The global economic slowdown has left some mature economies like Greece stricken and more on a par with emerging markets like Nigeria, mainly because of their Achilles Heel of over-leveraged government debts. At last count, Greece owes 242 billion euros to its creditors the IMF and European Central Bank, an amount that the IMF decided is unsustainable just after the country missed a 1.5 billion-euro repayment.
As a Eurozone member state, Greece’s economic performance has a direct impact on the value of the euro, which slumped to its lowest point in 2015 against the USD, while declining to 0.00462 from 0.00451 against the naira at the height of the Greek debt crisis in mid-July.
Why is this good news for Nigeria-EU trade? In the process of signing a trade agreement with West African countries, the EU has been steadily developing its relations with Nigeria, which is the largest economy in Africa. In the face of some difficulties in trade talks, business has picked up considerably between the two partners, and the EU is gaining market share in Nigeria, which imports millions of euros-worth of goods from the bloc. The EU sells machinery, chemicals, industrial goods and vehicles to Nigerian companies. A fall in the value of the euro means that European goods are more affordable than they used to be, so this could mean an increase in the level of goods ordered from the EU by Nigerian companies.
Nigeria exports mainly oil and other commodities like gold and diamonds to the EU, accounting for 80% of West African exports together with Ghana and the Ivory Coast, and this is where the bad news comes in. As the euro declines against the USD and the naira, Nigeria gains buying power, but loses some selling power because the EU may reduce the current level of purchases or imports from the West African country, which will have a knock-on effect on government tax revenues. A lower-valued euro means less buying power for the EU, which sees Nigeria as its top source of oil in West Africa, and the longer the Greek debt crisis drags on, the more damage it will do to the bloc’s exchange rate stability with its trading partners.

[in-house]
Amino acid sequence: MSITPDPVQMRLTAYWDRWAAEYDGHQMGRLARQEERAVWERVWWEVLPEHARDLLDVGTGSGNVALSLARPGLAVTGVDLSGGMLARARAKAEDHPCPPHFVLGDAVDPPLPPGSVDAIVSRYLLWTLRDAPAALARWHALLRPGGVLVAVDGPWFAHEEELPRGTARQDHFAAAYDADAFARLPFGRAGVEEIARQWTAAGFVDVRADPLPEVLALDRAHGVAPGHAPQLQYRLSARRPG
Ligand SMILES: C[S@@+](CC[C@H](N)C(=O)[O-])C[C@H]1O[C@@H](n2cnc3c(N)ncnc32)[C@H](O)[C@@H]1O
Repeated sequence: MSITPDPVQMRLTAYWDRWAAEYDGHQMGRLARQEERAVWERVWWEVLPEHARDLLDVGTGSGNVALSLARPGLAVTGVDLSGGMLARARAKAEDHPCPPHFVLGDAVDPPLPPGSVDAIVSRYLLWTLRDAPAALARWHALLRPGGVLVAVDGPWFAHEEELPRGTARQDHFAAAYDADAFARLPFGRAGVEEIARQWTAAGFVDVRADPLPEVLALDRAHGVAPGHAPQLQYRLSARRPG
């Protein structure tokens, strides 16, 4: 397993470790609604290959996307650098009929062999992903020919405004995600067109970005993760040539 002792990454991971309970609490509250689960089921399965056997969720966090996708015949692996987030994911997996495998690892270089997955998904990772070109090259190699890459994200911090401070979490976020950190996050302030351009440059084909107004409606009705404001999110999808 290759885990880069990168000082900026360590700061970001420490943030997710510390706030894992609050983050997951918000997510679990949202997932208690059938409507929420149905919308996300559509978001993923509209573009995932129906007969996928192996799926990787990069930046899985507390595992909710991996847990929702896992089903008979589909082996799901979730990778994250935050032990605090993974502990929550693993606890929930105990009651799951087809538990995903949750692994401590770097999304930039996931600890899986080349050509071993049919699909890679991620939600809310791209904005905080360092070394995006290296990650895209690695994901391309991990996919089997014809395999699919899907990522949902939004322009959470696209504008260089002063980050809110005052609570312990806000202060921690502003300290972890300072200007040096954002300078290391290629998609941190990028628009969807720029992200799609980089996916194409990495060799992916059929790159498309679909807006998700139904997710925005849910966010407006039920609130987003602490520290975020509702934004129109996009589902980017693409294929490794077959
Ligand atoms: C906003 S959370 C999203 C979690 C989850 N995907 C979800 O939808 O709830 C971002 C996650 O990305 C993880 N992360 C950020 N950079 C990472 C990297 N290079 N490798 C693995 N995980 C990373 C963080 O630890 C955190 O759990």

Emerging markets like Nigeria are coming into an era of opportunities and increased bargaining power in their relations with giant economies like the EU, which is the world’s second largest economic power. With each member state crisis, the euro loses value. There are also some serious underlying economic trends that are concerning, such as disinflation, slow GDP growth, and the challenge to the euro that is posed by vulnerable economies like Italy, or Spain and Portugal, which are only just emerging from their own crises.
Back to the good news, with lower oil prices around the globe, maintaining oil imports to the EU may not be such a difficult challenge as originally assumed. This is balanced out by future developments in the level of the USD against the euro, if the US economy continues growing and outpacing its developed rivals, the currency exchange challenge returns to the table.
My view is that Nigeria could see the Greek debt crisis as an opportunity to increase its bargaining power with the EU, both in terms of bilateral trade agreements and in terms of increasing its national exports to the bloc.
Source : SunOnline